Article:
They can be used alone or with insulating materials such as batt or roll insulation. It is important to note that radiant barriers are most effective when they are installed in ventilated attics.
Radiant barrier installations are considered “green” technology, and some governments give homeowners a tax credit for using this product in their homes. However, it is important to note that this credit expires in 2016.
When considering a radiant barrier installation in your home, you should consider how much money the project will save and if it will pay for itself over time. The most cost-effective way to determine this is to perform a standard economic calculation. This will convert the expected future energy savings into present-value dollars and then compare this to the cost of a radiant barrier.
The installation process
Radiant Barrier is reflective foil insulation that is installed in an attic to help keep heat out. The way radiant barriers work is similar to the way a sunshade works on your car windshield: they send radiant energy from UV waves away from your house and back into the atmosphere. This helps reduce your cooling bills by lowering your attic temperature.
A properly installed radiant barrier can save you up to 25% in electricity costs. Depending on the size of your home and the amount of insulation in the attic, the savings may be greater.
You can install a radiant barrier in an attic in several ways, including by stapling it directly to the roof sheathing, applying it directly over existing attic floor insulation, or draping it over the rafters. Some methods may be more suitable than others depending on the climate, attic ventilation, construction stage, and where your ducts and HVAC equipment are located.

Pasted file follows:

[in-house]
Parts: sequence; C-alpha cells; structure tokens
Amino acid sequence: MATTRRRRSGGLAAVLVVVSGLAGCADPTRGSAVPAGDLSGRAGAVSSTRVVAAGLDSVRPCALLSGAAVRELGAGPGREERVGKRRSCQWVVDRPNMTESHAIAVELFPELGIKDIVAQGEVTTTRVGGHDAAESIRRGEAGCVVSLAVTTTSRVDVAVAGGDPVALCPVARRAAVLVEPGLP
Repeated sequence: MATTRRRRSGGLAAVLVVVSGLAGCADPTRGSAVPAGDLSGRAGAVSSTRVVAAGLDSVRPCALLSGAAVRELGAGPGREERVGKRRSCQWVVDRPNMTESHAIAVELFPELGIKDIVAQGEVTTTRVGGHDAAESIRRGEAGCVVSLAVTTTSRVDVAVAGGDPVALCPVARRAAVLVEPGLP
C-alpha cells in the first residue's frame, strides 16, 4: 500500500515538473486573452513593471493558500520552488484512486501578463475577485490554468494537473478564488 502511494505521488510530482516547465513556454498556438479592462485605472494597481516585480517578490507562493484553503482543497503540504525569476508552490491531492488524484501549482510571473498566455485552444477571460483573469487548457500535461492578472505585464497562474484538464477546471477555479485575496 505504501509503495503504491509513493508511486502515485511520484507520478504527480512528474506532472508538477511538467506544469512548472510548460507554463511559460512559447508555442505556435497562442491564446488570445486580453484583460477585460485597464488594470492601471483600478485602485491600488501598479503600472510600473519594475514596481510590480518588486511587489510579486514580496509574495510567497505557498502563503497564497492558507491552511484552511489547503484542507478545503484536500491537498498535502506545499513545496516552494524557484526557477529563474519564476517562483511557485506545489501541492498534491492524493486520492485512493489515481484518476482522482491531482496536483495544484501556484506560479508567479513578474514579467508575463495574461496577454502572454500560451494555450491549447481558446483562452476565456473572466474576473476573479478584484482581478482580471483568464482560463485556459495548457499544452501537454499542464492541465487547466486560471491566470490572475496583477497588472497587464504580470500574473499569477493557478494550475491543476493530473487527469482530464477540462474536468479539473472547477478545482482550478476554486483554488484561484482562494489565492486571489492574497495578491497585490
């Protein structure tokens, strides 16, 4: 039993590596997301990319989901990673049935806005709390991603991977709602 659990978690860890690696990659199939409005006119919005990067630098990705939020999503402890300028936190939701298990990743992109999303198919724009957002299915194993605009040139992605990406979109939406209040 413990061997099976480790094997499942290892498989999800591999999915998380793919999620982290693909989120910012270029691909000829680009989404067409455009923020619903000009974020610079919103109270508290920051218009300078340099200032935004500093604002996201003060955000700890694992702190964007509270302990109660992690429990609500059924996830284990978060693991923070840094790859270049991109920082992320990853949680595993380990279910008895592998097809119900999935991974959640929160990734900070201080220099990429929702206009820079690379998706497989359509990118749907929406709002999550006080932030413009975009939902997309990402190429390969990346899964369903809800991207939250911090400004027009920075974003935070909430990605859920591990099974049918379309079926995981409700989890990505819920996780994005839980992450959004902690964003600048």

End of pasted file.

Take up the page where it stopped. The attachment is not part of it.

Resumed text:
If you’re installing a radiant barrier in an existing attic, it’s important to leave a small area uncovered at the peak of the roof for proper attic ventilation. If you do not allow for adequate attic ventilation, the air inside your house can become stagnant and contribute to fungal growth. This can lead to health issues, especially if you have young children or elderly adults living in the house.
In addition to proper ventilation, it’s also recommended that you use high-quality attic insulation when installing your radiant barrier. This will help to increase your energy efficiency, further reducing your electric costs. In addition, it will help to keep your attic cooler and more comfortable. In short, a radiant barrier can significantly reduce your energy bills, making it worth the investment.
For years, builders and HVAC installers in Sun Belt states have used aluminum foil sheeting in attics to reflect radiant heat away from homes. More recently, liquid radiation control coatings designed to be sprayed or rolled on have also been developed to help reduce summer heat gain in attics and throughout the home.
Radiant barrier products are made up of reflective building materials that primarily work to prevent heat transfer by radiant energy. Since heat can also be transferred through conduction and convection, most radiant barriers are paired with thermal insulation to slow down the movement of heat into and out of the building envelope.